Everything in Dot Net land has a nearly-catchy name, and frankly, that's frustrating when you don't know what all their names mean. Entity is the ORM, fine, but Kestrel the web server is odd. Then there's the barrage of web frameworks: ASP.NET WebForms, ASP.NET MVC, the Razor template engine, ASP.NET Web Pages, and Razor Pages. Then the desktop family, WinForms, XAML, WPF, and UWP. That scratches the surface, but barely. Maybe my challenge is because many of the names are so similar, like .NET Framework vs .NET Core.

It's not even the object-oriented design that makes things difficult, either. While many of my CF colleagues are happy with procedural web applications, I've had my hands full with OOP in ColdFusion for 15 years, but I was pretty strictly modeling business domain objects and MVC pattern objects, whereas in .NET, I have a lot more low-level objects just to accomplish many of the same goals.

The C# language really is first class. It's been designed very well. Some of the more advanced features are still beyond me. There are a lot of things I can read, but not yet write, much like my Spanish skills. Have you ever tried reading a magazine or newspaper written in Spanish? Oh, I highly recommend it just to get some practice in language parsing. Thanks to our Latin roots, it isn't too hard to work through some, until you came to a word that just doesn't match, like "gatos." Is this article about alligators? No, it's about cats. It just takes time to learn all the specifics before you really understand what's going on.

PascalCase has been an annoying adjustment, but it's well thought out and the style guide is pretty clear. On the other hand, naming things on this new platform is especially hard. Is it a gateway or a repository? Everybody keeps trying to call things a "Helper", like the "SettingsHelper" in the Xaml Template 10 library, and I keep explaining to everyone in the office that a "helper" is not a type of object in an object-oriented system. Neither is a sender, receiver, or really most verbs or words that end in "-er." Some of this is my personal struggle with teaching programmers on my team and fighting against bad practices used in popular public frameworks, but much of it is really about coming up with the best name for a thing, because there are so many more things you have to code in C#.

Some of my difficulty is transferring out of my Java thinking into .NET thinking. I was never a big Java guy, and I never wrote anything more than a few sample apps and a couple utilities, but the Java language thinking is ingrained pretty deeply in my head. I'll get through most of it after a while, right?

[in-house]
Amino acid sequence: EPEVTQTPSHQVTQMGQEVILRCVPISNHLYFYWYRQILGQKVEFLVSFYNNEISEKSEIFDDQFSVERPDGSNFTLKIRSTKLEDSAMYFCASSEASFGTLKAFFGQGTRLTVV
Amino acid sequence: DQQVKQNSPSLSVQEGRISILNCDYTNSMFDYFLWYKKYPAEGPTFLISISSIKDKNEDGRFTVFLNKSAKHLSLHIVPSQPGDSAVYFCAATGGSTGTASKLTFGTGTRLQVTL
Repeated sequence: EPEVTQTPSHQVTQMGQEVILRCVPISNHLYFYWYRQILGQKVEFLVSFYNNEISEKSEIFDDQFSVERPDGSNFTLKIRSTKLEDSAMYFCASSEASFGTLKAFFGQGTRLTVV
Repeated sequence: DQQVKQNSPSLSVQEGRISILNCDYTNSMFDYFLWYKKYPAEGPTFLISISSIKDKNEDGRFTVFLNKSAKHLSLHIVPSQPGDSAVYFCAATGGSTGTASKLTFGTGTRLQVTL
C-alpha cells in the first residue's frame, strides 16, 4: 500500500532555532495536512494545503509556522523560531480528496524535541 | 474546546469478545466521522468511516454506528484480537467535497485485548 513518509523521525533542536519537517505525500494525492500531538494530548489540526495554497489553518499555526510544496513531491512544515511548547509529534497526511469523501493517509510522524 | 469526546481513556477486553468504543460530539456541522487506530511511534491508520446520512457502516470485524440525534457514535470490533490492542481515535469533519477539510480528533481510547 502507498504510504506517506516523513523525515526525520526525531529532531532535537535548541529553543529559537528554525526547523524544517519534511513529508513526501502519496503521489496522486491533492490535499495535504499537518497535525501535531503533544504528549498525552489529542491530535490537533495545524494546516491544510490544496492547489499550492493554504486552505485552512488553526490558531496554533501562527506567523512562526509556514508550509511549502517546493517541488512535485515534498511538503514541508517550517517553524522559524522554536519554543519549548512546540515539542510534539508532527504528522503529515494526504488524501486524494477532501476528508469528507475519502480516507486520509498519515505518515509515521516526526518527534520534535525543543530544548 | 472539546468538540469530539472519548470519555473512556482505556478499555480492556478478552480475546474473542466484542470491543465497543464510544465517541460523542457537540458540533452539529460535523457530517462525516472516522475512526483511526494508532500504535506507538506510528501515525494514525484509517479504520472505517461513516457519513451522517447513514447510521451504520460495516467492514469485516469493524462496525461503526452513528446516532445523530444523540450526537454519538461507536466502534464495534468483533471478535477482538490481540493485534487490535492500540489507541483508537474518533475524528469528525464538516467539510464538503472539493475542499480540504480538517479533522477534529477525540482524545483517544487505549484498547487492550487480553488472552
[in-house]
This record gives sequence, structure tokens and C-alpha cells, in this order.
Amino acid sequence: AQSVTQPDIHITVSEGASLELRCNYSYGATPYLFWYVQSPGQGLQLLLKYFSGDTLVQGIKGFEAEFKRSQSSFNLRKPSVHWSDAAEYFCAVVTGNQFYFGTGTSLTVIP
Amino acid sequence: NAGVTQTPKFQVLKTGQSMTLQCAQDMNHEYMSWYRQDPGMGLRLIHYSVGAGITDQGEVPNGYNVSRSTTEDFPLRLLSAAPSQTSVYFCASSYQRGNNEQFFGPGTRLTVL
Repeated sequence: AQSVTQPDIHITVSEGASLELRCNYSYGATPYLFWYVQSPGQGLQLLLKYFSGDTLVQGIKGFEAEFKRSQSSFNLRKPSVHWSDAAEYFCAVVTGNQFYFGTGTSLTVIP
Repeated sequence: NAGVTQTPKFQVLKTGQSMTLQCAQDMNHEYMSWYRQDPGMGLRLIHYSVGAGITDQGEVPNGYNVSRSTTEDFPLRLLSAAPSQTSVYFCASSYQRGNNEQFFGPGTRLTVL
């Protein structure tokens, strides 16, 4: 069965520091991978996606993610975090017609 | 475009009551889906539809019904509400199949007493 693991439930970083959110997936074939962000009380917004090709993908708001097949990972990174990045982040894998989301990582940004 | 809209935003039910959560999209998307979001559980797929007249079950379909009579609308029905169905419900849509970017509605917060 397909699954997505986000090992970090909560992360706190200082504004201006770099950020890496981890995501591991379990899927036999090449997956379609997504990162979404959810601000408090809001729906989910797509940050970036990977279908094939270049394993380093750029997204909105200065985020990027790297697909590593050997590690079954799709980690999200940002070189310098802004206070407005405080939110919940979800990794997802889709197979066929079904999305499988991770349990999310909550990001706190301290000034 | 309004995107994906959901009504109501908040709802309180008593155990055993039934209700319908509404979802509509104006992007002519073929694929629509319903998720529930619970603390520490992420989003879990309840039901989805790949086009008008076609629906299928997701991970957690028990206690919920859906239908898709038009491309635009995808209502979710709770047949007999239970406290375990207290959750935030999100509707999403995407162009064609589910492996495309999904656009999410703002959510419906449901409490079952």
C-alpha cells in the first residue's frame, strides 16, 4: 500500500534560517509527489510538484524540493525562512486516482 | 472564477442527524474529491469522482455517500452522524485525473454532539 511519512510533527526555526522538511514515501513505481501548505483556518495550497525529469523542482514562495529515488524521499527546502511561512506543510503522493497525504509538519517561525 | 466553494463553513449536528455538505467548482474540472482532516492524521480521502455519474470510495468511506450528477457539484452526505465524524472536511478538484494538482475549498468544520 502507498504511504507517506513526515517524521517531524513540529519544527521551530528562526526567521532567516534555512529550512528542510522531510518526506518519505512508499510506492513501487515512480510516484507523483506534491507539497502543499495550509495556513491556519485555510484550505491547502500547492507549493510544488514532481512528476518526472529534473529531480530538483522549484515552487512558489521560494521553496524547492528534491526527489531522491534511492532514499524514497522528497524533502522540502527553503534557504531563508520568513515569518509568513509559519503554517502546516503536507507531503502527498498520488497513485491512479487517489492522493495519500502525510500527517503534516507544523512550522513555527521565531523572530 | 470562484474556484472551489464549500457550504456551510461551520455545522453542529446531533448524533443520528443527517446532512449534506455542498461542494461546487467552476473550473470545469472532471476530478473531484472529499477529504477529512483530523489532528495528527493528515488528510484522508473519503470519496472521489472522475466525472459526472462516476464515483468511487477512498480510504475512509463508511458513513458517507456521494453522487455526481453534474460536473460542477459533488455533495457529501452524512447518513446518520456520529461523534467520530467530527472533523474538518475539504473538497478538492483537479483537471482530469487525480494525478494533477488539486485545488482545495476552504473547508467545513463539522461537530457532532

I've had to completely re-learn debugging. Much of that is because of my incidental transition away from web development. There's so much more code in C# just to do the same thing, and so many things go wrong. Even with breakpoints, sometimes my app just skips from one operation to the exit and doesn't give me any hints as to why. Then I call over literally anyone for help and they find and solve my problem within 30 seconds. It's been humbling.

This isn't to say that everything on the .NET platform is bad. Quite the contrary. I am having a lot of fun enjoying a wider world of programming! I feel like it's both burning me out and giving me a reason to go on even harder. The ability to run a compiler and pop out an exe file is fun. Using properties instead of accessors & mutators (get & set) is nice, though that one is available in modern CFML. I like how .NET runs a good amount faster than Adobe's CF. I also feel like I really understand the draw toward statically typed languages, though I can't say that I prefer it yet, given the magical world of JavaScript I dream about.

Something tricky to figure out has been the async/await syntax and how that works, how it cascades through an application, and thinking through the problems it can create when we don't always know if tasks are working concurrently. That's actually been a fun challenge, and I feel like it's a preview into ECMAScript 2017.

I'm not a fan of the way much of our interaction with the framework is through public static methods. This is both ineloquent, for instance in comparing to System.IO.File, and also creates confusion with developers. In this case, Java's File is something you instantiate with a path, and .Net's File is static methods you call with a path. Is a File an object, or a string path to the object? Are we supposed to design our APIs with public static methods and classes, or as composable objects? I'm internally conflicted on the whole thing, and I keep going back and forth on designs in my head.

And then there's MVVM. Oh boy, that's going to be a topic for another day.

There's a lot more to it, and I have more to say, so stay tuned.

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How I switched to C# in just 15 years

posted under category: dotnet on August 18, 2017 by Nathan

I've been making web sites professionally for over 20 years, an aeon on the Internet. I was a full stack lead developer when Netscape sold the first JavaScript server to Sun, and I'm not even 40! I've been programming ColdFusion since '98, still the dawn of web applications.